Former PANTERA bassist Rex Brown and Joe Giron, one of PANTERA's longtime photographers and earliest supporters, will sign copies of "A Vulgar Display Of Pantera", the first-ever authorized visual history of PANTERA, on Saturday, December 3 at Bookends in Ridgewood, New Jersey from 1:00 p.m. until 3:00 p.m.
For more information, go to this location.
"A Vulgar Display Of Pantera" was released on September 13 via Lesser Gods.
A breathtaking, behind-the-scenes, comprehensive look at one of the world's most legendary metal bands, the voluminous coffee table book features rare and never-before-seen images of PANTERA in the studio, at home, on the road, and kicking ass on stage, from their humble beginnings to their grand finish. "A Vulgar Display Of Pantera" also includes contributions and recollections from various band members.
The images in the 384-page book were provided by Giron. The foreword was penned by Brown, who also provided anecdotes in the book along with drummer Vinnie Paul Abbott.
Check out photo samples from "A Vulgar Display Of Pantera" at LesserGodsBooks.com.
PANTERA was one of the most successful heavy metal bands of all time—and arguably the most important metal band of the 1990s. PANTERA's 1994 album, "Far Beyond Driven", debuted at No. 1 on The Billboard 200 chart. PANTERA has sold over twenty-five million albums worldwide. In the United States alone, four PANTERA albums were certified platinum (one million sold) and two more went gold (five hundred thousand sold).
Asked by Songfacts in a 2015 interview what his greatest contribution to a PANTERA song was as far as songwriting, Rex said: "We were the three-piece kind of thing. You know, that kind of VAN HALEN stuff. So pretty much all the stuff that was underneath the solos, and any time there was a key change, that was me. And our arrangements a lot of the time, just depending, Phil [Anselmo, vocals] and I would work on those. But any time we changed into a key pattern, changes or stuff like that, was me. And me and Dime [guitarist "Dimebag" Darrell Abbott] worked on a lot of those riffs hand in hand — mine with his. He'd have this little part and I would come in with a different little section at the end of it; that's what made the riff. But any guitar player in the band is going to come up with the majority of the shit a lot of the time. We had four very different individuals in the band, and it took all of us to make what I called the "magic in a box." You'd put those four individuals together, and that was magic. Once you opened that box up, there were so many influences between all of us, and we would just pour them all into it."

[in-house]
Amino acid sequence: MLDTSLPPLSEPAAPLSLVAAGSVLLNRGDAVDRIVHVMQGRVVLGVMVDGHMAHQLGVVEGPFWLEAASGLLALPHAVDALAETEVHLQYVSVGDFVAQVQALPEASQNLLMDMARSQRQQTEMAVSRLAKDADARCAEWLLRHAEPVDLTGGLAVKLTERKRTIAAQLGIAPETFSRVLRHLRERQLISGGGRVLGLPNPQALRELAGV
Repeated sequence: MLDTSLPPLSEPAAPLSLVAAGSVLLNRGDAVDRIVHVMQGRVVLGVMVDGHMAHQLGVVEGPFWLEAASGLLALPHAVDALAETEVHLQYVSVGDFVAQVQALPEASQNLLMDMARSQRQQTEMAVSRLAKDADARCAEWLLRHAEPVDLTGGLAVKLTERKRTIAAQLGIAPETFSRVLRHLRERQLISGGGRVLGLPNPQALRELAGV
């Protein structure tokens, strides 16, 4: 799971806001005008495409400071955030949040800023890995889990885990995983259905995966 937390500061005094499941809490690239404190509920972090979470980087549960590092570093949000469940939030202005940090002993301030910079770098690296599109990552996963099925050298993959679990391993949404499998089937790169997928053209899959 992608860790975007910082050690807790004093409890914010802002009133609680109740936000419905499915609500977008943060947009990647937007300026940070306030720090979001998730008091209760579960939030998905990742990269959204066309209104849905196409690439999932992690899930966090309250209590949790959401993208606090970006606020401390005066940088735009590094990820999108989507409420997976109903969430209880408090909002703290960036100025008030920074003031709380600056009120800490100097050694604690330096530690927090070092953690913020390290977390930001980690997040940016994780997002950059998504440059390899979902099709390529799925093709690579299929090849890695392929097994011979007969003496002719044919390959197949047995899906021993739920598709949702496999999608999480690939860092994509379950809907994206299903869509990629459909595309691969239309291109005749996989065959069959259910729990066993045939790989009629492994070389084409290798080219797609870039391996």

Brown also talked about PANTERA's enduring influence. He said: "Every band out there wants to be PANTERA, I'll just put it that way. I'm not patting myself on the back when I say that; it's just fact. They're trying to get the riffs and they'll never have it. They'll never get it. It takes the four of us. Special. I mean, you can't just throw three of the original guys out of SLAYER and expect to sound like SLAYER, it's just not going to work. Just one of them things, man. You run across that once in a lifetime and you just fight for it, and that's what we did with the band. But it was all about the song. It was all about that melody, that "catch" that could suck people in."
Giron shot photographs of PANTERA since 1983 and throughout the rest of the band's career. He also photographed many other artists, including AC/DC, David Bowie, Gwen Stefani, VAN HALEN, and U2, just to name a handful, for many of the world's leading rock magazines. Today, his niche is in the gaming industry as the photographer for the World Poker Tour and head of the official photography team at the World Series Of Poker. He lives in Las Vegas, Nevada.